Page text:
Surprised to learn at today’s talk that most of us are deficient in iron… can’t count on my 1 a day multi-vitamins… it has 0. Guess I’ll have to start noshing on thumb tacks. Since Labor Day weekend had no HMC run, several green ones got together informally and skipped around the area for 14 miles… did that with an overall 15.1 pace. Thanks to all who showed up. Today we had 10 assemble for a little more mileage… and to witness our staffer Susan receive a well-deserved “award” from our leader… doesn’t get much better than that… then we went out to catch the 9:30 a.m. mass at Holy Trinity. Back in the park my measuring device recorded 14.8 miles with an overall pace of 15.4 m/m. Going out was pretty decent with nice trades, but just sun and no trades along Kahala Avenue coming back… yeah, “good training” to meander down Kahala Avenue at 11 a.m. with no trades… that’s what we do. Wonder why the Garmin says 14.5 miles during homework runs and 14.8 on Sunday? May be some algorithm they use… I jog during the week, walk on Sunday… maybe the earth tilts more on Sunday? One of life’s mysteries. Thanks to Nelson and to George & Susan for the refreshments when we needed them. Next Sunday we’ll break that 15 mile threshold … sounds far. Nah, just a few water stops… I never think about a 26.2-mile marathon, just go to the next water stop only 2 miles down the road…about 12 swigs of water and you get a tee shirt… you can do that. Apparently there’s a bug going around that is causing a respiratory ailment… serious enough to cause some people to miss work or school. Stay away from folks who cough!
Da Comment Corner:
Running (and Golf):
Running colleagues Russell and Sara both agreed that running while focused on something other than our aching legs, heavy breathing, or thinking about how many more miles ahead, makes running much more “bearable” or even enjoyable. Group running helps a great deal in our rigor – idea interchange like talking story, exchanging divergent viewpoints, rehashing lame jokes, etc., help take our minds off our task at hand (perhaps a return trip on Kahala Avenue during a 16-miler or other physically or mentally tough runs).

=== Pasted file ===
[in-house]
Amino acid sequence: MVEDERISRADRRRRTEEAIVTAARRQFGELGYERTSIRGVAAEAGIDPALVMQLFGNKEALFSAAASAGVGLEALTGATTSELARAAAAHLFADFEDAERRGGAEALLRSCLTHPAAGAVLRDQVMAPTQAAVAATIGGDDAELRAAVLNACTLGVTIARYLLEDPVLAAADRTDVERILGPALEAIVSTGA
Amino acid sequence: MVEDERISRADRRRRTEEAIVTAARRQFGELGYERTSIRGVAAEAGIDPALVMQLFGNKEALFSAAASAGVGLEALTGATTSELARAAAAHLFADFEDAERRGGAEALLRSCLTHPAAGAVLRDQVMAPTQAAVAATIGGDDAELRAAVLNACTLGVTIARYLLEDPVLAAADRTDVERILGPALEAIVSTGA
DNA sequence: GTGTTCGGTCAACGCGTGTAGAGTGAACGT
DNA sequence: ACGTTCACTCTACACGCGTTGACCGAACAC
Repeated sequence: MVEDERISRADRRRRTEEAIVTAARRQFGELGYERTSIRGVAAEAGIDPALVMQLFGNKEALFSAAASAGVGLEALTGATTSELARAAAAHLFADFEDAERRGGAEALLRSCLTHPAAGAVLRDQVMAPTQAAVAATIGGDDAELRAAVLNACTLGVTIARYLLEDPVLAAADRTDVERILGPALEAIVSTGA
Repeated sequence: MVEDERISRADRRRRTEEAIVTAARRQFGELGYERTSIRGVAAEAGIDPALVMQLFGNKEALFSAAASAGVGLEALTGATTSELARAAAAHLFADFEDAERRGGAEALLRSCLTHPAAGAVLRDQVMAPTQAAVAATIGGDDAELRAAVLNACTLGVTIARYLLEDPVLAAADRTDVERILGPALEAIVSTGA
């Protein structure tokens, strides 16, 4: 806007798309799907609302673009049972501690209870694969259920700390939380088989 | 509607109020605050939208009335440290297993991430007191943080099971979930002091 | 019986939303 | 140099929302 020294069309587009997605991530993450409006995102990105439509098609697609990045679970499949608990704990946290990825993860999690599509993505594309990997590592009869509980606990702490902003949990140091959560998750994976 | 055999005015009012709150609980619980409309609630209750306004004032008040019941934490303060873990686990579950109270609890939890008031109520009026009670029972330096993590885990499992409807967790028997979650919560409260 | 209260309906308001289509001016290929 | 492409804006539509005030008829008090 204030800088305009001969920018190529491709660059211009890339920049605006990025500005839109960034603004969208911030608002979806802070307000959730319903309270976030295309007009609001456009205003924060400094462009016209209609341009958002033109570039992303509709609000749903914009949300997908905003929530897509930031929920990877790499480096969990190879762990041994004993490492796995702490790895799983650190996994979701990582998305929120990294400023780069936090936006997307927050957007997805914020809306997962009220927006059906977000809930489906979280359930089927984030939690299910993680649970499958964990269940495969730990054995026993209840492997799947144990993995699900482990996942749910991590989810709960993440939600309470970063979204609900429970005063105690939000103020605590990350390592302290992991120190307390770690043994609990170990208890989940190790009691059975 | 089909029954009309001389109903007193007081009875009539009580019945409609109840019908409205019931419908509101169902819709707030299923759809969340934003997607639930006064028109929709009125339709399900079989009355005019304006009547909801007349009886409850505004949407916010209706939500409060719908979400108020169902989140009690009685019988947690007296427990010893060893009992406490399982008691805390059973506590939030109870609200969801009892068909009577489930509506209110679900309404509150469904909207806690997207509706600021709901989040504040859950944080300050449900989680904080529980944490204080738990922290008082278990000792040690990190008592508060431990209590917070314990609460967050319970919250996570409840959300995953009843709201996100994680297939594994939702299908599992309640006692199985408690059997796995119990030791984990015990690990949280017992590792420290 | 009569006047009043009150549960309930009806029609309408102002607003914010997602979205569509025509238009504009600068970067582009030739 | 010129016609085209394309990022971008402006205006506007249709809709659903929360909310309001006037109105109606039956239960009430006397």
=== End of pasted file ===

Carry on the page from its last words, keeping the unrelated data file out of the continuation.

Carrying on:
I remember many, many marathons ago, I played the perfect round of golf, shot by shot and hole by hole at the Hawaii Kai golf course “in my head”, while running the marathon (from about mile 3 to about mile 13). I was trying out visualization techniques and it did help to some degree. Of course, the marathon due to its length, continued to wear down my body and psyche and, on the way back on Kalanianaole, my visualization techniques receded and “crumbled” and a heavy dose of reality sank in as the soreness of aching knees, pressured toes, and cramping calves started to prevail. Still, it turned out to be one of my faster marathons and I did win the ACE of the month for my golf group.
FYI – I just read a Runner’s World article about how elite runners use metacognition – thinking about what to think. Whaaat??? As an example, elite runners plan at mile 13 as to what they should be thinking about, not just plan as to when to take their gel or water. Perhaps for us non elites, the term we should use in our marathon planning is “wishful thinking”?
Our third and final bus run is scheduled for October 30:
The furthest drop off point will be at Makapuu Point (very close to Sea Life Park – mileage approximately 15 miles). It gives runners a chance to run along the eastern coastline (a route not normally run) and also become more familiar with the second half of the actual marathon route. Again, water bottles are recommended as the water stops are few and far between. A signup sheet will be posted so please sign up ASAP. As mentioned in a previous newsletter, it give members a new running experience – think of it as a part of the Marathon Readiness series with no fee (only bus fare of $3).
See you at the water stops,